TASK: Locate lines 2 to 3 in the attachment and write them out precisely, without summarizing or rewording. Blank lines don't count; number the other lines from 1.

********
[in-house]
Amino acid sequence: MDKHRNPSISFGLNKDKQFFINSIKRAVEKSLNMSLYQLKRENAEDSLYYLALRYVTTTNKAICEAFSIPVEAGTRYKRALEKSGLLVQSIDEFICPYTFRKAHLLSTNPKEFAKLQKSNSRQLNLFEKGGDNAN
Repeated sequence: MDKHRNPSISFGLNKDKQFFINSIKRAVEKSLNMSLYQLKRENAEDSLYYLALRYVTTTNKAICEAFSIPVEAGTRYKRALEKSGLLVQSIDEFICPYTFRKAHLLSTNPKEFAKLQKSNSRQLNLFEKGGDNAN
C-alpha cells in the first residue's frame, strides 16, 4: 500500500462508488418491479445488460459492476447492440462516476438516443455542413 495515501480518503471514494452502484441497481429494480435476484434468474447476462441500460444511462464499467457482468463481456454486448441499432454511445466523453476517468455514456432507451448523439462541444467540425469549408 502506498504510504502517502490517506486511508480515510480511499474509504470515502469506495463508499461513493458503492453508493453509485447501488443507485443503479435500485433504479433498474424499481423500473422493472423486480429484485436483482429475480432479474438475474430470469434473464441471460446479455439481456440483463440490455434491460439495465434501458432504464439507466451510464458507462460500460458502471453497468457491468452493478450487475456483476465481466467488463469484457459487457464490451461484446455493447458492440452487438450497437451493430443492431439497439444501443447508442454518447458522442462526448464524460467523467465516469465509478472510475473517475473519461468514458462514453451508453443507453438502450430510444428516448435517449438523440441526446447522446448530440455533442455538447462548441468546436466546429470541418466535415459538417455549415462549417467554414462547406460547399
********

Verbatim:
Amino acid sequence: MDKHRNPSISFGLNKDKQFFINSIKRAVEKSLNMSLYQLKRENAEDSLYYLALRYVTTTNKAICEAFSIPVEAGTRYKRALEKSGLLVQSIDEFICPYTFRKAHLLSTNPKEFAKLQKSNSRQLNLFEKGGDNAN
Repeated sequence: MDKHRNPSISFGLNKDKQFFINSIKRAVEKSLNMSLYQLKRENAEDSLYYLALRYVTTTNKAICEAFSIPVEAGTRYKRALEKSGLLVQSIDEFICPYTFRKAHLLSTNPKEFAKLQKSNSRQLNLFEKGGDNAN